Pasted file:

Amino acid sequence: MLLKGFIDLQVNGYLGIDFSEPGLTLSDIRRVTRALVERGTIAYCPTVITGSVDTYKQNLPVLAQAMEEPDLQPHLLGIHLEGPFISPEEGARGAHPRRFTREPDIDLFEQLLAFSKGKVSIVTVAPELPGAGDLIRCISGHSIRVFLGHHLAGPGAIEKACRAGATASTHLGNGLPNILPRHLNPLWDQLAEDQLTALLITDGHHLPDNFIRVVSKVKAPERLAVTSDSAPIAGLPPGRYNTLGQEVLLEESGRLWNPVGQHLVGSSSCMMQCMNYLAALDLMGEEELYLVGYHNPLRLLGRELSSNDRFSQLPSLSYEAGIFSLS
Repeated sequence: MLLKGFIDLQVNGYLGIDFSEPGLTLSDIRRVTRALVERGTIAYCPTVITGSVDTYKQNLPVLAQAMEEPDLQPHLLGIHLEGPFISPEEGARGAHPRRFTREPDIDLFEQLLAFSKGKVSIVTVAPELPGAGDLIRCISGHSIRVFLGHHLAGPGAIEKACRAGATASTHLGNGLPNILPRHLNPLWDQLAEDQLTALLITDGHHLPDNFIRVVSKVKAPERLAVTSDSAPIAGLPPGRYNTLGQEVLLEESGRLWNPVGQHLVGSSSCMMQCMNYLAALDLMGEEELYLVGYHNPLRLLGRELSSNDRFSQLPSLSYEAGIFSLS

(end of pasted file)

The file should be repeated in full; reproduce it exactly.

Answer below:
Amino acid sequence: MLLKGFIDLQVNGYLGIDFSEPGLTLSDIRRVTRALVERGTIAYCPTVITGSVDTYKQNLPVLAQAMEEPDLQPHLLGIHLEGPFISPEEGARGAHPRRFTREPDIDLFEQLLAFSKGKVSIVTVAPELPGAGDLIRCISGHSIRVFLGHHLAGPGAIEKACRAGATASTHLGNGLPNILPRHLNPLWDQLAEDQLTALLITDGHHLPDNFIRVVSKVKAPERLAVTSDSAPIAGLPPGRYNTLGQEVLLEESGRLWNPVGQHLVGSSSCMMQCMNYLAALDLMGEEELYLVGYHNPLRLLGRELSSNDRFSQLPSLSYEAGIFSLS
Repeated sequence: MLLKGFIDLQVNGYLGIDFSEPGLTLSDIRRVTRALVERGTIAYCPTVITGSVDTYKQNLPVLAQAMEEPDLQPHLLGIHLEGPFISPEEGARGAHPRRFTREPDIDLFEQLLAFSKGKVSIVTVAPELPGAGDLIRCISGHSIRVFLGHHLAGPGAIEKACRAGATASTHLGNGLPNILPRHLNPLWDQLAEDQLTALLITDGHHLPDNFIRVVSKVKAPERLAVTSDSAPIAGLPPGRYNTLGQEVLLEESGRLWNPVGQHLVGSSSCMMQCMNYLAALDLMGEEELYLVGYHNPLRLLGRELSSNDRFSQLPSLSYEAGIFSLS